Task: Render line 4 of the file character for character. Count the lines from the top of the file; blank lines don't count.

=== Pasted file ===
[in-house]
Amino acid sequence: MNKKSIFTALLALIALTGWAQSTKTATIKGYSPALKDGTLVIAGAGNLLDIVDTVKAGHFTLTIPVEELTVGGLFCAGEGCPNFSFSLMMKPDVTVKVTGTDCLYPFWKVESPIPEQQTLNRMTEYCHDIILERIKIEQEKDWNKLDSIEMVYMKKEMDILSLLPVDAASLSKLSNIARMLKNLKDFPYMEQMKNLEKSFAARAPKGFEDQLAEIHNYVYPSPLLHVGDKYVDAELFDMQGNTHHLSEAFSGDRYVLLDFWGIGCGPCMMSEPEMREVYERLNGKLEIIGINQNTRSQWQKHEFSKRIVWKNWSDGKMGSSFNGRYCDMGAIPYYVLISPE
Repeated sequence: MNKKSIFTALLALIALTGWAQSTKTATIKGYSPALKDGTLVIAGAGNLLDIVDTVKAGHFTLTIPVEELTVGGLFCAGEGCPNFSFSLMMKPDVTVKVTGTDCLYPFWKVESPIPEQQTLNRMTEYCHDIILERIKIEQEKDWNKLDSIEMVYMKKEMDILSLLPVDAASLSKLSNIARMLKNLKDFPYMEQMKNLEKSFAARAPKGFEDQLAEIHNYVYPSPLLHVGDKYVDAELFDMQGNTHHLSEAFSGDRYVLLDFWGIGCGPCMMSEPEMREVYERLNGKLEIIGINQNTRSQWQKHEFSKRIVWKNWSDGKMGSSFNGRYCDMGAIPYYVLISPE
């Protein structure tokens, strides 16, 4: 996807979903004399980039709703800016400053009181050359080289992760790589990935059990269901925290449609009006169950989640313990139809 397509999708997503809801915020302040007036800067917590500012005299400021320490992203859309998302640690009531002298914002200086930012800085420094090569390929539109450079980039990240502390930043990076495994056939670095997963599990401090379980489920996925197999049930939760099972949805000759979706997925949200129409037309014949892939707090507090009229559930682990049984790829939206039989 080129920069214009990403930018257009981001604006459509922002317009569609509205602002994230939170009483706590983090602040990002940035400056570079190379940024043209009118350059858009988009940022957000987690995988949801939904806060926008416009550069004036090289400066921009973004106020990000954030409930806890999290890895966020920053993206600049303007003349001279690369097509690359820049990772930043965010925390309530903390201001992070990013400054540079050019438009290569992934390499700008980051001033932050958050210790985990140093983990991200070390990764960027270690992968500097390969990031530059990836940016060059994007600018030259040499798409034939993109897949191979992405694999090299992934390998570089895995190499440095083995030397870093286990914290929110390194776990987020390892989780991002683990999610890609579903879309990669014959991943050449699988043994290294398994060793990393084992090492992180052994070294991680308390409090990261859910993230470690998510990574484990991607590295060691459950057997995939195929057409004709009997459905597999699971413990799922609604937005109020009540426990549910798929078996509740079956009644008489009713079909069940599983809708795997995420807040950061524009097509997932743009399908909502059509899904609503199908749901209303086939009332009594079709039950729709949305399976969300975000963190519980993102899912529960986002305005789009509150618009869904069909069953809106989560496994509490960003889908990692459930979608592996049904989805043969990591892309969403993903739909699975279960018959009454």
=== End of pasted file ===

């Protein structure tokens, strides 16, 4: 996807979903004399980039709703800016400053009181050359080289992760790589990935059990269901925290449609009006169950989640313990139809 397509999708997503809801915020302040007036800067917590500012005299400021320490992203859309998302640690009531002298914002200086930012800085420094090569390929539109450079980039990240502390930043990076495994056939670095997963599990401090379980489920996925197999049930939760099972949805000759979706997925949200129409037309014949892939707090507090009229559930682990049984790829939206039989 080129920069214009990403930018257009981001604006459509922002317009569609509205602002994230939170009483706590983090602040990002940035400056570079190379940024043209009118350059858009988009940022957000987690995988949801939904806060926008416009550069004036090289400066921009973004106020990000954030409930806890999290890895966020920053993206600049303007003349001279690369097509690359820049990772930043965010925390309530903390201001992070990013400054540079050019438009290569992934390499700008980051001033932050958050210790985990140093983990991200070390990764960027270690992968500097390969990031530059990836940016060059994007600018030259040499798409034939993109897949191979992405694999090299992934390998570089895995190499440095083995030397870093286990914290929110390194776990987020390892989780991002683990999610890609579903879309990669014959991943050449699988043994290294398994060793990393084992090492992180052994070294991680308390409090990261859910993230470690998510990574484990991607590295060691459950057997995939195929057409004709009997459905597999699971413990799922609604937005109020009540426990549910798929078996509740079956009644008489009713079909069940599983809708795997995420807040950061524009097509997932743009399908909502059509899904609503199908749901209303086939009332009594079709039950729709949305399976969300975000963190519980993102899912529960986002305005789009509150618009869904069909069953809106989560496994509490960003889908990692459930979608592996049904989805043969990591892309969403993903739909699975279960018959009454």